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Ways Businesses Are Utilizing Drone Helicopters – An infographic by the team at Think RC
Drones: They’re not just for 14-year-old boys or even just for more serious adult hobbyists. They’re also not just for the military or law enforcement. In fact, drones have piqued the interest of many a forward-thinking investor looking to advance a product or service of choice. Here are just a few of the ways that unmanned aerial vehicles (UAV’s) may be used in the very near future.
It might seem like something out of futuristic cartoons to most people, but the idea of UAV’s delivering consumer products is definitely much more than a fantasy or a figment of someone’s vivid imagination. In fact, Amazon has already envisaged its PrimeAir service as the most cost-effective and innovative way to bring products weighing under five pounds directly to consumers’ doorsteps. In a similar move, Australian start-up Flirtey has its eye on the student market, hoping to bring students’ textbooks directly to them, wherever they may be. And Flirtey is not stopping there. They have already been successful at using a drone to deliver medical goods to a free clinic in West Virginia. In upcoming years, Flirtey hopes to become world-renowned in the humanitarian aid delivery arena using UAV drones as a safe and cost-effective vehicle for bringing badly needed medicines to people in need.
If you have ever been to the Massachusetts Institute of Technology, you know how confusing it can be to navigate around its 168 acres, complete with maze-like buildings that can confound even veteran students and faculty. That’s where SkyCall comes in. Thanks to the innovations of some of their fellow future engineers and technology researchers, students simply download the SkyCall app onto their smartphones then contact it when help is needed. A friendly robot drone responds to the cell phone’s cry for help, with SkyCall even announcing landmarks along the way to the destination that is typed into the smartphone. Orientation to college campuses is just the beginning of the applications for a flying robot drone/ rescuer. This virtual tour guide could be used to orient users to even the most complicated places.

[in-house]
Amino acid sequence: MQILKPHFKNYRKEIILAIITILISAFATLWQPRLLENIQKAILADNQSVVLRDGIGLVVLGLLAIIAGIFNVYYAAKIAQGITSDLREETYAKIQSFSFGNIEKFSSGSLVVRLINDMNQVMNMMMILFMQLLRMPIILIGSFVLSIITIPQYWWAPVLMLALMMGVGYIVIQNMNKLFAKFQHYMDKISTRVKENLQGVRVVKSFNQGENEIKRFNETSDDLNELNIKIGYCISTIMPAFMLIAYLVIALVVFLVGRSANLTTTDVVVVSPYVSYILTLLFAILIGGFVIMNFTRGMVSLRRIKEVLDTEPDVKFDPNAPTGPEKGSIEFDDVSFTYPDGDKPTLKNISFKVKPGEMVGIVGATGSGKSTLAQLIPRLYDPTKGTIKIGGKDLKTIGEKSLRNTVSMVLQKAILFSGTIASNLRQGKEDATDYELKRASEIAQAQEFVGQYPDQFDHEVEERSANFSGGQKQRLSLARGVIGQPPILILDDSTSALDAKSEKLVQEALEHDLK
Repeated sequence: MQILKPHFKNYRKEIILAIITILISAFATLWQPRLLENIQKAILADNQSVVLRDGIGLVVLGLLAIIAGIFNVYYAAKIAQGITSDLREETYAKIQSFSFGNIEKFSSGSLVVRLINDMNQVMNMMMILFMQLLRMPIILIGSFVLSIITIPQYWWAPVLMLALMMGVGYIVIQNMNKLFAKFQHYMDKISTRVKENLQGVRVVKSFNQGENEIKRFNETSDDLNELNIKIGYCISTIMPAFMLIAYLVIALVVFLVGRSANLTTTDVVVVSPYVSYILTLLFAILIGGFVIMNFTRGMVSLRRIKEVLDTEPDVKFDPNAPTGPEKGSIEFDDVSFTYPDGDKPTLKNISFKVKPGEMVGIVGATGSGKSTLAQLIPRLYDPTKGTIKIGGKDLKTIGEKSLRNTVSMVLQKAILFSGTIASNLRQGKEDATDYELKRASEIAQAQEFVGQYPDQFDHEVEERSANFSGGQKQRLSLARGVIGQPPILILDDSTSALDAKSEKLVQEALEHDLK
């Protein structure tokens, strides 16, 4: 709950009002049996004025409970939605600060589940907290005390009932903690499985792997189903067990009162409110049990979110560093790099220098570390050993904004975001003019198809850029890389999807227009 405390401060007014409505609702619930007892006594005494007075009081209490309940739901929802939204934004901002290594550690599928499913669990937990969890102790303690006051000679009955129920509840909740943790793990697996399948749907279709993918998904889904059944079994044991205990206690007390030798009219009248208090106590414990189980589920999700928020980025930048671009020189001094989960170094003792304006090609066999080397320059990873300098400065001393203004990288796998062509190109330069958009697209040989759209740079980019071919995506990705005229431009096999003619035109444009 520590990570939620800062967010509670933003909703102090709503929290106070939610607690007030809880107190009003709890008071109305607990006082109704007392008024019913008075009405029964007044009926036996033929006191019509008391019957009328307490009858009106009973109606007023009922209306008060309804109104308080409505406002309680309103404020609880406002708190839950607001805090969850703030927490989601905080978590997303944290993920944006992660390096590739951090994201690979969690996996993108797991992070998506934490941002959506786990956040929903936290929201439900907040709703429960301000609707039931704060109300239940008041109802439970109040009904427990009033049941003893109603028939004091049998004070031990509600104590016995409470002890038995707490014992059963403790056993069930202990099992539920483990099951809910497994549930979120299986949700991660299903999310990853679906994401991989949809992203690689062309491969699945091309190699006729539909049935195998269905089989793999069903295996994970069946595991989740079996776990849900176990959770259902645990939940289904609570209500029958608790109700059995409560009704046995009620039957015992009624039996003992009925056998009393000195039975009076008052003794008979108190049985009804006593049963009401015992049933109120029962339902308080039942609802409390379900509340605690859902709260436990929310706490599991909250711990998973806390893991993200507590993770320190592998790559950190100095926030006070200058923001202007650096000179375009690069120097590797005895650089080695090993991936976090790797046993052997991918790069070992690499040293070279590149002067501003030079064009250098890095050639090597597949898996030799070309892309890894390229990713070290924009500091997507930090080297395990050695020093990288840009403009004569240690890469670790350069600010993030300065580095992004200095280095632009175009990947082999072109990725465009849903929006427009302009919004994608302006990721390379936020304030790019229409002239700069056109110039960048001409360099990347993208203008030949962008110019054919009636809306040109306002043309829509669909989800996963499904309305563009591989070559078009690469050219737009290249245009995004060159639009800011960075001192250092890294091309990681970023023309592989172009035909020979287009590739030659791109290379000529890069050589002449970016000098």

There’s nothing like getting a bird’s-eye view of the world, and that’s just what photography drones can do. SenseFly uses a drone that takes aerial photos and allows you to produce orthomosaics and 3D models at high resolutions. With this technology, large areas of land can be inspected from the air for the purpose of enhancing existing maps or even making new ones. Archaeologists, among other scientists and professionals, are finding this capability to be extremely useful. When it comes to photography, movies such as Peter Jackson’s series based on the books of J. R. R. Tolkien have benefited greatly from drone technology. For instance, a company called Media Pros used UAV’s to make heavy-duty cameras like the Red Epic airborne so that particularly compelling photos can be taken.